Trillium Book Awards Author Reading 2015

The Songwriter and the Artist: Ten Questions with Ian Tyson and Adeline Halvorson

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The Songwriter and the Artist: Ten Questions with Ian Tyson and Adeline Halvorson

Ian Tyson is one of Canada’s best-known songwriters, with more than a dozen solo albums that reflect his dual lives as a songwriter and performer, and as an Alberta rancher. He really is a cowboy, he raises and rides quarter horses on the rodeo circuit, and he relishes the landscape and the changing climate he experiences each day on his spread on the foothills of the Rockies south of Calgary.

His songs have been covered by dozens of other artists, including Suzy Bogguss, Judy Collins, Bob Dylan, and Neil Young. At 75, he continues to tour, playing concerts throughout Canada and the United States.

Teamed with the amazing Adeline Halvorson, La Primera: The Story of Wild Mustangs is Ian Tyson’s first published book.

OBT:

Tell us about your book, La Primera.

IT & AH:

IT: Well, I’m not sure it’s “my” book as much as it’s the illustrator’s. The text is my song "La Primera," which was on my 1999 CD Lost Herd. The story is something of an epic, based on the story of the return of the horse to North America some 500 years ago.

I did a lot of research on this: The horse used to exist in North America, but died off in the second Ice Age and nobody’s sure whether it was climate change that killed them — the woolly mammoth and the sabre-tooth tiger disappeared, too — or whether reptilian hunters like dinosaurs hunted them to extinction.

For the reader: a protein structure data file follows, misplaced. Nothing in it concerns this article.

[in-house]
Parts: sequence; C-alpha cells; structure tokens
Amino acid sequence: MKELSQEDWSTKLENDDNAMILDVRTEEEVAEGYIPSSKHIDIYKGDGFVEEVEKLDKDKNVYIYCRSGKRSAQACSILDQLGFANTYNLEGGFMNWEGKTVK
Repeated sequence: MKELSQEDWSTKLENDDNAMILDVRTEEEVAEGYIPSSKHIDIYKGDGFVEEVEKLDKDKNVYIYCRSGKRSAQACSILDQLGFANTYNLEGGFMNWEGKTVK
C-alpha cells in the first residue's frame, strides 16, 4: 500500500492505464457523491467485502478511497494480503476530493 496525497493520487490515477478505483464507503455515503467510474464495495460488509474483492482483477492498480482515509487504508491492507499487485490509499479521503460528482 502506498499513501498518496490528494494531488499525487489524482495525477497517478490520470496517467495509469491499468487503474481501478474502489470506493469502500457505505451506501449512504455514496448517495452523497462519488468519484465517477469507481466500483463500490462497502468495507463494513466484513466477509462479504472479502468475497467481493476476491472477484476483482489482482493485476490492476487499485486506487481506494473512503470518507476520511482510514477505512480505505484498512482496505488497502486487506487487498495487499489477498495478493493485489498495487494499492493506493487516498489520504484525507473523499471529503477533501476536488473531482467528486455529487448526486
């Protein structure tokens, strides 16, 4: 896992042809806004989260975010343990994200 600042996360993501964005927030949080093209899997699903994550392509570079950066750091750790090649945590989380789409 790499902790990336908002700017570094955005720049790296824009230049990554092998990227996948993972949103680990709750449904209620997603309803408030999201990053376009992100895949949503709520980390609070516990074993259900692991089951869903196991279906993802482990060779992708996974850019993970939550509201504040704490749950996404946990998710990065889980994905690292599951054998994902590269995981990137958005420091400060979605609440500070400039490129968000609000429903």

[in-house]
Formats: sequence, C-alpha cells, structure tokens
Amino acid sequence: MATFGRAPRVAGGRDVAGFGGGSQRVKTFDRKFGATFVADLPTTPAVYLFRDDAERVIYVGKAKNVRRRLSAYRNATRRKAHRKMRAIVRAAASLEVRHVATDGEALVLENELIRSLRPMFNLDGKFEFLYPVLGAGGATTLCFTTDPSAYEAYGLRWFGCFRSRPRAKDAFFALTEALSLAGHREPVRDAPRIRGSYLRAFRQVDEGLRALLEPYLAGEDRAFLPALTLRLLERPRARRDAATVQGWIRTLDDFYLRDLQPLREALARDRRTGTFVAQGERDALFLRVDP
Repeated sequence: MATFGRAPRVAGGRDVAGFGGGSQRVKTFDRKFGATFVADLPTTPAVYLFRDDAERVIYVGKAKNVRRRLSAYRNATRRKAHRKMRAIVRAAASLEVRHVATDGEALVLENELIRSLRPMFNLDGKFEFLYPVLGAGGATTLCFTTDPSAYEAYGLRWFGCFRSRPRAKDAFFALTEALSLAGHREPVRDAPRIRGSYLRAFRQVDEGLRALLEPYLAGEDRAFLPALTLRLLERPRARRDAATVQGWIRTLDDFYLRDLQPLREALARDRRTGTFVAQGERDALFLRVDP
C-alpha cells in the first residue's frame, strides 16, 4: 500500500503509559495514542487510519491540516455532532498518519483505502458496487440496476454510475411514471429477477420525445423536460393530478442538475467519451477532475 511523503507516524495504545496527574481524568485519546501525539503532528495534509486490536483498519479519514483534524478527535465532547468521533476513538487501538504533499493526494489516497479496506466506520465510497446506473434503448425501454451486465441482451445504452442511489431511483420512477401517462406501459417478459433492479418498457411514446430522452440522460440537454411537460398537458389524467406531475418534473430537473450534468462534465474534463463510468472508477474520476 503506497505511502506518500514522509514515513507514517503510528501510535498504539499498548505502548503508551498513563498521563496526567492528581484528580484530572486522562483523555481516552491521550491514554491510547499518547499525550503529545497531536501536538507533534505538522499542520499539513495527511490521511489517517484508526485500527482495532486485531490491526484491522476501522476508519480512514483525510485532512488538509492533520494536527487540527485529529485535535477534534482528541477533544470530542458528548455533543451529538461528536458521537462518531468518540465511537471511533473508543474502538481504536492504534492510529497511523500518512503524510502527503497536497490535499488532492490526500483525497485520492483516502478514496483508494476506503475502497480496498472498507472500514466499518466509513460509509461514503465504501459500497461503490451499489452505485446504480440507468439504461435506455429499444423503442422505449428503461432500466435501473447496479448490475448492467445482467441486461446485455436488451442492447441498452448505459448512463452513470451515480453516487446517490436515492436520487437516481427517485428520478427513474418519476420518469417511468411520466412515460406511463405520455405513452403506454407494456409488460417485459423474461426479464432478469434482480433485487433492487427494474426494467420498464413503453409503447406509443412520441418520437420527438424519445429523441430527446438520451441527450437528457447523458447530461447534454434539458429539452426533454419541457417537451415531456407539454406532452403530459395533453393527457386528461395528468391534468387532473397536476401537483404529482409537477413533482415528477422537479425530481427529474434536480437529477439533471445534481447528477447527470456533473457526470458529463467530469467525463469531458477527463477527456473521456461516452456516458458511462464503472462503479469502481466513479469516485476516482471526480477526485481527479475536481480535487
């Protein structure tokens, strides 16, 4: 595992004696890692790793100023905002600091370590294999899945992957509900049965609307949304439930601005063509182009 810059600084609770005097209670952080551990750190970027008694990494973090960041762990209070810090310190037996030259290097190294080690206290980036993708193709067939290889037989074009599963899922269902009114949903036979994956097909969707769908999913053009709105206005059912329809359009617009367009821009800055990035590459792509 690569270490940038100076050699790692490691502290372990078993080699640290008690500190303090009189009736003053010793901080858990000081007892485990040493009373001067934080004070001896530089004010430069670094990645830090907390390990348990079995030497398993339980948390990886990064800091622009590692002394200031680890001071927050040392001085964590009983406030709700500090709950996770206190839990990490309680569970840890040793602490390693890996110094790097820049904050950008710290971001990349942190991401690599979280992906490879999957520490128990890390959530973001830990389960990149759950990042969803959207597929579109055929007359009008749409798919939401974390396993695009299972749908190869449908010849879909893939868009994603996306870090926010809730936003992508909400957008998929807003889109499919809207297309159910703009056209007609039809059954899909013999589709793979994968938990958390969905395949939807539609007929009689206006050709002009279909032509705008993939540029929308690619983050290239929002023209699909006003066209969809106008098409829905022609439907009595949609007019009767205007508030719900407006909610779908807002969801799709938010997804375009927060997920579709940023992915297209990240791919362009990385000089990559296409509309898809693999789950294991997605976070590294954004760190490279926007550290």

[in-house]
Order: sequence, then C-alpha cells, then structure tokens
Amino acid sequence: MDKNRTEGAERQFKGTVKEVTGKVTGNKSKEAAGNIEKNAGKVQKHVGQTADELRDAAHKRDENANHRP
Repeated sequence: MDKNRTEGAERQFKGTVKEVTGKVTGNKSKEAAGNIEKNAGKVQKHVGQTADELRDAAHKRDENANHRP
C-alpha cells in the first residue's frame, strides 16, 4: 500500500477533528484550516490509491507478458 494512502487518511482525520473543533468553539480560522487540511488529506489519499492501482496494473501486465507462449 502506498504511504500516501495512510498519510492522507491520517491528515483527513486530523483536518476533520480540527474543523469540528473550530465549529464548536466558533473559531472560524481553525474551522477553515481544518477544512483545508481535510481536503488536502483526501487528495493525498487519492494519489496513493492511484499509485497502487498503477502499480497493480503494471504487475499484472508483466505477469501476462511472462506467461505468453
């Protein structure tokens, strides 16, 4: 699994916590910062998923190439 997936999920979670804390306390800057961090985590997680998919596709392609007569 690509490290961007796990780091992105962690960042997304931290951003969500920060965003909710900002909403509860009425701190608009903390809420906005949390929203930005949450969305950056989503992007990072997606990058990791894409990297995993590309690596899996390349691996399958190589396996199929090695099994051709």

The Spanish conquistadors brought them back.

AH: Horses are my primary subjects in my paintings and I tend to concentrate my subject matter more on the everyday horse than competition or show animals. It was challenging and exciting having the opportunity and freedom to illustrate my own version of the beautiful Spanish horses turned wild mustang.

OBT:

Which books made a great impression on you when you were a child?

IT & AH:

IT: I read a lot of Will James when I was a kid; he fell into disrepute when it was discovered that he was a French Canadian imposter. Looking back, his real story is more interesting than the tales he made up.

AH: Being around horses and painting them has always been my passion, and when I was approached to illustrate La Primera it brought back memories of my childhood dreams of horses and the books that influenced me. I fondly remember the picture books with beautiful pencil drawings by C.W. Anderson. There were a whole series of them about a boy named Billy and his horse Blaze, but I remember less about the titles or the stories and more about the pictures. I also read every horse book available and especially enjoyed the series by Mary O’Hara: My Friend Flicka, Thunderhead and Green Grass of Wyoming.

OBT:

What are the most challenging and the most rewarding aspects about working with another person on a book?

IT & AH:

IT: I really didn’t “work” with Adeline Halvorson. Her wonderful horse paintings illustrate the story perfectly. I’m so impressed with her work; I tried to send her a fan letter, but it came back undelivered.